At last check in opened (and I was helped by a guy so kind and friendly I teared up of exhaustion and relief) and for two glorious hours I was in departure hall heaven, with restaurants (that closed halfway through my stay), proper toilets, heating and seats! Proper seats!! No sleep though, I was too busy trying to make people accept my vouchers and get enough food to last me the rest of the trip.

Got on the plane, and half an hour after we were supposed to lift off, we were told they had trouble closing the cargo door. Like you do. To make things better, the trip was only just over 2 hours, which almost made me cry of happiness again. Got to Oslo, and couldn't find my luggage! Inexplicably, it had been taken off the baggage carousel and stashed nearby with no message. Locating this, meant missing my bus home. So had to do trains, then run to my local bus with two bags, backpack and purse dangling from arms and shoulders. Hello astma! Finally walked through the door at home 26 hours after I got in an Uber in Minnesota, and 14 hours after I was originally meant to be home. I lost a whole day in the process. Left Wednesday, got home Friday. This was supposed to be easy! But, to be fair, the trip to Red Rocks alone made it aaaaaall worth it. The rest of the tour was a pretty decent bonus as well.

Now, sleep. And sleep. And more sleep. Goodnight! 

I met Biffy Clyro!

The first time I heard Biffy Clyro was when they released Mountains back in 2008, and instantly loved the music. Two years later, I met a family who are now some of my best friends through the band, when we were all waiting in a staircase up to a TV studio where Biffy were doing an acoustic concert. Fast forward 6 years, and I've seen the band live numerous times (most of them in Norway, they just keep coming back!), both their own headline gigs, supporting other bands, and at festivals. So when Warner contacted me and asked me if I'd like to interview the guys in London, I replied YES within 2 minutes of getting the mail.

A rainy day in May I went to the Warner HQ in London, and waited around for a bit in the canteen while they finished up other interviews and lunch. I was then lead into the room, and the next half hour consisted of cheerful giggles and jokes. The guys are obviously still the best of friends, teasing each other, roaring with laughter, and seemingly just as interested in hearing about my life as I was in hearing about theirs. Those kinds of interviews are by far the best ones, where conversation flows naturally back and forth, rather than becoming stilted question/answer interviews.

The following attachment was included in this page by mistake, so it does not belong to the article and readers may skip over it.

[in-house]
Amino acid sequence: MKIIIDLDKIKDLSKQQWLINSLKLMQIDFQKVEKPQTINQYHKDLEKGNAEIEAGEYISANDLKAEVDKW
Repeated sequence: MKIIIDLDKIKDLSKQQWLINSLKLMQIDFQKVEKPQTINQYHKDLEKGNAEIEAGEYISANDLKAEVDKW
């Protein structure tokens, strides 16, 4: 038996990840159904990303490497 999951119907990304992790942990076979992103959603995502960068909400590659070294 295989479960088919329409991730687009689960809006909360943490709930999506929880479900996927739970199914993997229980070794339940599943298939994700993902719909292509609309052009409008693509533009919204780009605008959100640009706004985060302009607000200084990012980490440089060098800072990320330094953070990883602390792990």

Time flew by way way too fast, I managed to ask about 4 out of 15 questions, and then it was time for a mini photoshoot before I left them to their next interview. The photoshoot was just as cheerful - as you can see from the photos - and they were very amused when I pointed out the common theme in their clothing: their sneakers. Very well coordinated guys!

I was wondering if I'd get at all starstruck upon meeting them, but they made it very easy not to be. Just three, extraordinarily nice Scottish guys, so open and welcoming, as well as professional and easy to work with. It's always scary to work with people you admire. If they're dicks, they ruin your respect for their art as well. But then there are the opposite ones, who are everything you wish them to be, and more. Biffy Clyro are definitely the latter. 

You can read the entire interview here.

Oh, and their new album? It's bloody fantastic!! You can all look forward to July 10th!

2016, the year of Crazy.

It's been a while since I updated this blog. Partly because I've been too busy. Partly because I haven't really known what to write and what to leave out. 

This spring got a bit crazy. Not only have I traveled more than my health technically allows, but when I've been home, there has been non-stop action with work and other activities. In March, I managed to make headlines in Norwegian national newspapers, having outed some rock bands/artists on sexual harassment. I wrote a post on facebook, as a comment on this Spin-article. I wrote as a support to the author, and mentioned my own experiences as a female music journalist, and the next day, one of the biggest Norwegian newspapers rang me up as I was on my way to the airport. They wanted to run a story on it. I accepted - having conferred with many female friends who backed me up - on the condition that I got to check quotes and facts before it was published. That day was spent on the phone and mail with them, with record companies who called me saying the newspaper had called them, and it all got a bit nuts. That was before the article was even posted. 

Screenshot of the article.

Then, the next day when the article DID go online, things really got crazy. I refused to visit any comment fields or read anything other than actual articles - for the sake of my own self esteem and sanity - knowing all too well that the trolls living in the depths of internet's dark ponds have absolutely nothing to do with me, my story, my experiences or anything even slightly related to it. And thus, have nothing to contribute with. I still know that I'm easily hurt, and chose to stay away. Which, according to friends, was a wise move. They, however, did stick up for me. The number of supporting mails, texts, comments on my facebook profile, on the article when people shared it and people commenting on their shared articles, were overwhelming and comforting. A few days later, the newspaper followed up with another article on the subject, having interviewed several more women in different parts of the industry, who confirmed my experiences, shared theirs, and cheered me on. It's such a common thing, and this is the first people have heard, read, and talked about it in a long long time. Maybe ever. And the stories just kept coming. Another story followed a week later, and eventually it all died down. Nothing's changed, probably. It will still happen, definitely. But now, people might be a little bit more prepared and aware. And if that's the case, then it was all worth it.